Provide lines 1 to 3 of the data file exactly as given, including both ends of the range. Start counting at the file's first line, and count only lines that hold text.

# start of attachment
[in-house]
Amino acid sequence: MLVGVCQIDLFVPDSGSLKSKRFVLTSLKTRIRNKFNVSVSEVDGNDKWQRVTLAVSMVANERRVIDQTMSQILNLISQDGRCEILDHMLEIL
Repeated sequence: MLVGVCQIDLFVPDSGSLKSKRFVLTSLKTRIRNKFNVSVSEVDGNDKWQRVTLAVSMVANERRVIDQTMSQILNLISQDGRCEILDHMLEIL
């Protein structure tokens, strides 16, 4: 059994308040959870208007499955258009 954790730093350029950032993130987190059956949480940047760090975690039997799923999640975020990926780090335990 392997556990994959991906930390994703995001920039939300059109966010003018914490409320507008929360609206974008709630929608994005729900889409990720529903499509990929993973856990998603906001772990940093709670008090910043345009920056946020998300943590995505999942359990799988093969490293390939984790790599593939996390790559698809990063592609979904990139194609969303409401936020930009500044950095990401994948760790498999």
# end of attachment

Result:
[in-house]
Amino acid sequence: MLVGVCQIDLFVPDSGSLKSKRFVLTSLKTRIRNKFNVSVSEVDGNDKWQRVTLAVSMVANERRVIDQTMSQILNLISQDGRCEILDHMLEIL
Repeated sequence: MLVGVCQIDLFVPDSGSLKSKRFVLTSLKTRIRNKFNVSVSEVDGNDKWQRVTLAVSMVANERRVIDQTMSQILNLISQDGRCEILDHMLEIL